Queen’s University is the oldest continuous rugby club in Ulster and the second oldest in Ireland.
Throughout the club’s rich history they have won the Ulster Senior Cup a record 23 times and have developed some of the greatest talent to ever don an Ulster, Ireland or British & Irish Lions Jersey.
Has a Lion played for your club?
In all, 20 players have progressed from Queen’s to the famous touring side – more than any other Irish club.
From Andrew Foster and William Tyrrell on the 1910 Tour to South Africa all the way through to two-time Tommy Bowe who went to Australia four years ago.
The Lions and Queen’s are interlinked and that connection was very special for 1983 tourist David Irwin.
Irwin was part of the great university team under Jimmy Davidson and helped Ireland win the Triple Crown and Five Nations Championship in 1982.
The centre toured New Zealand with the Lions the following year starting in three of the four Tests and scored in five consecutive matches against provincial opposition.
“I had played for Ulster Schools and I remember going down to an Irish Schools trial and of the 30 players there were 18 from Ulster, two were sent home after the trial, I was one of them, and that day I swore I would prove people wrong that I was a better player than people thought,” said Irwin.
David Irwin in action for Ireland in the 1987 Rugby World Cup
“When I came into Queen’s my older brother Alan was here already and I was happy to be playing on the freshers and work my way up but I certainly didn’t expect a year later to be on an Irish tour and then a number of years later be on a Lions Tour.”
With the likes of Irwin and fellow Lions tourist Trevor Ringland in the backs Lions Queen’s were the team to beat in the late 1970s and early 1980s.
“As happens every so often, or used to in the amateur days, you get a group of players that come together at the same time and we were fortunate we had a group at that time, then other players like Nigel Carr who had initially played for Ards came joined and we put together a very good side.
"It was fantastic to play for Queen’s and we had a great ethos of running rugby and success breeds success and that was then mastered by Jimmy Davidson who was way ahead of his time as a coach.
“By the end of three or four seasons we probably had ten internationals in the Queen’s which would be unheard of now. A few were lucky enough to get selected for the Lions.
“Seeing the players that have gone before and particularly players from Queen’s like Jack Kyle and Robin Thompson there is just a sense of pride that you have achieved another goal in that rugby pinnacle of success.”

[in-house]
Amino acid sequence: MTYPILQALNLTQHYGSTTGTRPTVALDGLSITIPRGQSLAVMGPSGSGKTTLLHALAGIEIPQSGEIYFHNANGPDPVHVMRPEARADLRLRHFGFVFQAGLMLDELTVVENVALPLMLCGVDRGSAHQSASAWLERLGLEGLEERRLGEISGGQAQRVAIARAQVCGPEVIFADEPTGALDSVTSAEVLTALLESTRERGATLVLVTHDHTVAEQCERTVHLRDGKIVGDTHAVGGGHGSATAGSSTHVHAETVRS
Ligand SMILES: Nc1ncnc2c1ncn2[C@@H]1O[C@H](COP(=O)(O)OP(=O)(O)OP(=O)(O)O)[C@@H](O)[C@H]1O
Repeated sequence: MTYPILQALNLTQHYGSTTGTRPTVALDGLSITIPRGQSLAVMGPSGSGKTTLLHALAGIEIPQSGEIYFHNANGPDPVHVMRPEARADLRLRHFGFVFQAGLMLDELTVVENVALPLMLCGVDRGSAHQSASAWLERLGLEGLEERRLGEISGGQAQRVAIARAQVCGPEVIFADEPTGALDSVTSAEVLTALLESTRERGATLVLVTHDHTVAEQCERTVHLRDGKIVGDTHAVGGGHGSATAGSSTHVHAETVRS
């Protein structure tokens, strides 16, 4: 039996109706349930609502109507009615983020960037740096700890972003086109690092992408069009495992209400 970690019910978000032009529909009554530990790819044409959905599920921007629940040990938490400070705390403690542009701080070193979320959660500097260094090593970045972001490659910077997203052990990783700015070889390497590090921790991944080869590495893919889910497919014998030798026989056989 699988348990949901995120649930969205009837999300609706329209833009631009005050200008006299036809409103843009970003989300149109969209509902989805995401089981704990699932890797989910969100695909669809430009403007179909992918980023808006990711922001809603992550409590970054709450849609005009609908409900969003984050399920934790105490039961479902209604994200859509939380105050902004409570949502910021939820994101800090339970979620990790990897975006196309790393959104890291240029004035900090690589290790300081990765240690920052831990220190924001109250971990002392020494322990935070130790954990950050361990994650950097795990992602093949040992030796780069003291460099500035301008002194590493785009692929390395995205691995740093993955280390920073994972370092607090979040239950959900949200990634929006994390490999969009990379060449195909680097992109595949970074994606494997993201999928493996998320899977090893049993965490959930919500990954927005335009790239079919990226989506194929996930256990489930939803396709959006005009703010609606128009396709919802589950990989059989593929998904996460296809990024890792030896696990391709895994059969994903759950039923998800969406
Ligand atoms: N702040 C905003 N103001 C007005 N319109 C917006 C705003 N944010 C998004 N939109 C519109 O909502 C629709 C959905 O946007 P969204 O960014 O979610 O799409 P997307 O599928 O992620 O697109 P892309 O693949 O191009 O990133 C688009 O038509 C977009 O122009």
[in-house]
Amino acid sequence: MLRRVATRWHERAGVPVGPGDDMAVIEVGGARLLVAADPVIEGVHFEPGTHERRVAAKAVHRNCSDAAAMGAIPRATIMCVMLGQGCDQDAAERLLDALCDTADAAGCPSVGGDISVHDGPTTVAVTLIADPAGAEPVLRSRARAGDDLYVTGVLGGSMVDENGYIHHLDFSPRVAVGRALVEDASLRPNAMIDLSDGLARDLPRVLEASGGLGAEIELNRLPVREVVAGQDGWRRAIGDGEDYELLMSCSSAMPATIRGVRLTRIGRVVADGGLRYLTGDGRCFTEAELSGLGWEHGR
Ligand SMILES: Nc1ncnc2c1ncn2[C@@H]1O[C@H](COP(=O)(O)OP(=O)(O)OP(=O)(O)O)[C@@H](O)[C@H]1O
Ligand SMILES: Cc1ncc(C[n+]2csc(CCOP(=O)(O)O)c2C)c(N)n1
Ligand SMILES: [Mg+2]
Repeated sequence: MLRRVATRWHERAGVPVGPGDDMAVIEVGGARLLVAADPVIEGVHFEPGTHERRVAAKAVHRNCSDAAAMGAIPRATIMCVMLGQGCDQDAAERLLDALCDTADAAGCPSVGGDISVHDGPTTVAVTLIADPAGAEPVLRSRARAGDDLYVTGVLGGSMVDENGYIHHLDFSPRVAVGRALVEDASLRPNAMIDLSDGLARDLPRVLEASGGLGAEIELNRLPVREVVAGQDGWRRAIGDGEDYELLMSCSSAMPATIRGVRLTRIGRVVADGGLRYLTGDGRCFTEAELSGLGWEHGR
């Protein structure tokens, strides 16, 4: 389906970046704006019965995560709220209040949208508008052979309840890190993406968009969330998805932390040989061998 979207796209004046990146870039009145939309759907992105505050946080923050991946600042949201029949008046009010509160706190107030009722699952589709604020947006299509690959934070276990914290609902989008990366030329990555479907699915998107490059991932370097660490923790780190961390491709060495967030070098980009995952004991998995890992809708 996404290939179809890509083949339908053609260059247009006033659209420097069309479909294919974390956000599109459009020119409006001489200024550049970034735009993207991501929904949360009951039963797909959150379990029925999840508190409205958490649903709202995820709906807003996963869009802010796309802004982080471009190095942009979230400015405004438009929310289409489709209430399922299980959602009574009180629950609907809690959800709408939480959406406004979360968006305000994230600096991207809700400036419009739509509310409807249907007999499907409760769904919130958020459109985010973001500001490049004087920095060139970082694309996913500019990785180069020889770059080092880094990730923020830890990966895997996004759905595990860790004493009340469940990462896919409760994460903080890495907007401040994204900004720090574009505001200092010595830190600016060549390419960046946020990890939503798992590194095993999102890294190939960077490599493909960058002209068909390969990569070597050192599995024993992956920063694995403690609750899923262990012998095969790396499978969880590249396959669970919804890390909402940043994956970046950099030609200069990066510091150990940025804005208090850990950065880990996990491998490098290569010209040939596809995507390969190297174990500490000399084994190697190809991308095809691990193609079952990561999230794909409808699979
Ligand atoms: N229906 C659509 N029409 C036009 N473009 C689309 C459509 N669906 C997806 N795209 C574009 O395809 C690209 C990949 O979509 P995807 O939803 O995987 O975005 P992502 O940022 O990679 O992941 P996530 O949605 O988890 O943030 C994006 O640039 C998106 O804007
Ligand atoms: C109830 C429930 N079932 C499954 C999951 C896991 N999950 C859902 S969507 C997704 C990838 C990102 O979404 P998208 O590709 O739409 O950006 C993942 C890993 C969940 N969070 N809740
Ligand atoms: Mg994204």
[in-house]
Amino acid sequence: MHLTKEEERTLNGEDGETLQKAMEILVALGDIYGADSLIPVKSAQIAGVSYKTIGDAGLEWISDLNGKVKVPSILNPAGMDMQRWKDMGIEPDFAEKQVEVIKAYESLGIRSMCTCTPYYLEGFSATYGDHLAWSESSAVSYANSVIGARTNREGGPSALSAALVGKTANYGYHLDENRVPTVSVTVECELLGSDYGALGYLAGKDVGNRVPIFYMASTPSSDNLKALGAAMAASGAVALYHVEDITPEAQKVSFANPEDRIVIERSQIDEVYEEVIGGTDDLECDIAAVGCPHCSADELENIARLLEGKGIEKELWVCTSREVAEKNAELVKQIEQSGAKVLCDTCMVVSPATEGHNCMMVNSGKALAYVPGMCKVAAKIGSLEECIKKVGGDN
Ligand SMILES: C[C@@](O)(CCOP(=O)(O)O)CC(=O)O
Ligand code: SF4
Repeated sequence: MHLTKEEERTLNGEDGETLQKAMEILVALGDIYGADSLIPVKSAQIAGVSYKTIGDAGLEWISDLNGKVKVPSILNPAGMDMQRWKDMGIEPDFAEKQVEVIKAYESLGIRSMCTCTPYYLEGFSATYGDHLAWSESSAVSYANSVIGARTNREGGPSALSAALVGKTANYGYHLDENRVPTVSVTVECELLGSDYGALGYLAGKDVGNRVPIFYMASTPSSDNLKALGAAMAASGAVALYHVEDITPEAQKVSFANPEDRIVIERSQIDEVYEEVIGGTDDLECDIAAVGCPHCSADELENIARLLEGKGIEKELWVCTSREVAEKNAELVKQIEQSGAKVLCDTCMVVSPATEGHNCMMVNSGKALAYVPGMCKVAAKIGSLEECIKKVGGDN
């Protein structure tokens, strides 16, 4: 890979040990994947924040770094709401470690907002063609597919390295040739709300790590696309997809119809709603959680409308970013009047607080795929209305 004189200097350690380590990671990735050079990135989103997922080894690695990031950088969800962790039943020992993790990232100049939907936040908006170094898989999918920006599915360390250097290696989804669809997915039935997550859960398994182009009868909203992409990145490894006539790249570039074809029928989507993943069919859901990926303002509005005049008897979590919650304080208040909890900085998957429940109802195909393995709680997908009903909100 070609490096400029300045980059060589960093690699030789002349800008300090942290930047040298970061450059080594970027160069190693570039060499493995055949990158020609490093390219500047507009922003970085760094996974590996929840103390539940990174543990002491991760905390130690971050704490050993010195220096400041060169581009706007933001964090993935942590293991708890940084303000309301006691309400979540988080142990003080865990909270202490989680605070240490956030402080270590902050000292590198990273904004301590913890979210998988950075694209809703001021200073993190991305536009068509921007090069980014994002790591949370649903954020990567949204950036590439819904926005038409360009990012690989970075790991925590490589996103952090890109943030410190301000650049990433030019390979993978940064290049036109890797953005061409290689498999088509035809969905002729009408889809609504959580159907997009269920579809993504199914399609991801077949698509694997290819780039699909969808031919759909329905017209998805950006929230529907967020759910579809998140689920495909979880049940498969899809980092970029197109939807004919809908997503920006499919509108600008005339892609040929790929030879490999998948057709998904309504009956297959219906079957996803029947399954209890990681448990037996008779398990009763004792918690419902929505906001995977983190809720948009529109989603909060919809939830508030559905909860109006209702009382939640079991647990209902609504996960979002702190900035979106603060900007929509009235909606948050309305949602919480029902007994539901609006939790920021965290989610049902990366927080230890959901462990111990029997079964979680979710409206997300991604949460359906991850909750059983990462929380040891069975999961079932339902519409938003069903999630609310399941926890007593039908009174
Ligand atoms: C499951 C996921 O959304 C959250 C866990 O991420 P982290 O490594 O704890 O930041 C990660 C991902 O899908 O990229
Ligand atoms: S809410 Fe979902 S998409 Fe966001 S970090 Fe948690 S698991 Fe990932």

Queen’s have had Lions from all walks of life, Tyrell, one of the club’s first tourists in 1910, became Honorary Surgeon to the King in 1939 before going on to be President of the IRFU in 1950/51.
George Cromey one of four Queen’s players on 1938 Tour to South Africa was a Presbyterian minister and when his club teammate from the university Blair Mayne started causing his usual havoc, management decided to let the pair become roommates in the hope Cromey could clam Mayne down.
Mayne couldn’t be tamed however and was to become a founding member of the SAS during the Second World War.
The 2010 Queen's University side celebrate winning the AIB League Final Division 3
Queen’s 1st XV now play in Division 2A of the All Ireland League and the club can turn out five teams every week.
Ciaran Donaghy joined the rugby team in 1995 and now has returned to work with the club as a media consultant to help build the profile of rugby at the university and bring the club’s rich history to life.
With the Lions set to tour New Zealand in the summer the club will host a Gala Dinner on Friday 21 April 2017 to celebrate the 20 players that have represented the University and the Lions.
“Whether you have serious ambitions of making it in the professional game or just want to play socially and get some exercise on a Saturday you’ll definitely get a game at the university,” he said.
“I started playing for Queen’s in 1995, not coming from a rugby background the first thing to strike you walking into the old club house at the Pavilion was the sense of history and achievement of the club.
“The walls were donned with photos of some of the club’s many Lions like the peerless Jack Kyle considered by many to be Ireland’s greatest ever player, 1955 Tour captain Robin Thompson to the more up-to-date players such as Trevor Ringland and David Irwin.
“After playing for the club for four years I graduated and gave up the game to pursue a career in journalism however I still spent most Saturday afternoons covering Queen’s games for local and national media. The highlight was getting to watch a young fresh faced student from Monaghan tearing apart defences in the All Ireland League.
“He was to go on to become the PRO12’s all-time leading try scorer and a double Lions tourist in 2009 and 2013, Tommy Bowe.”
Trevor Ringland, Nigel Carr, David Irwin at the launch of the Queen's Lions legends Dinner
The Gala Dinner in April will also mark the introduction of the inaugural Robbie Moore Hall of Fame with inductees receiving a newly commissioned Robbie Moore Medal of Honour. The award is named after Robbie (Robin) who after 30 years of dedicated service to the club where he held post from ‘sandwich maker’ to Club President sadly passed away in November 2016.
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1910 – Alex Foster
1910 – William Tyrrell
1930 – Henry O’Neill
1938 – George Cromey
1938 – Blair Mayne
1938 – Harry McKibbin
1938 – Robert Alexander
1950 – Noel Henderson
1950 – Jackie Kyle
1950 – Bill McKay
1955 – Cecil Pedlow
1955 – Robin Thompson
1959, 1962 – Dave Hewitt
1966, 1968 – Roger Young
1966, 1974 – Ken Kennedy
1974 – Dick Milliken
1983 – David Irwin
1983, 1986 – Trevor Ringland
1986 – Nigel Carr
1989 – Philip Matthews
2009, 2013 – Tommy Bowe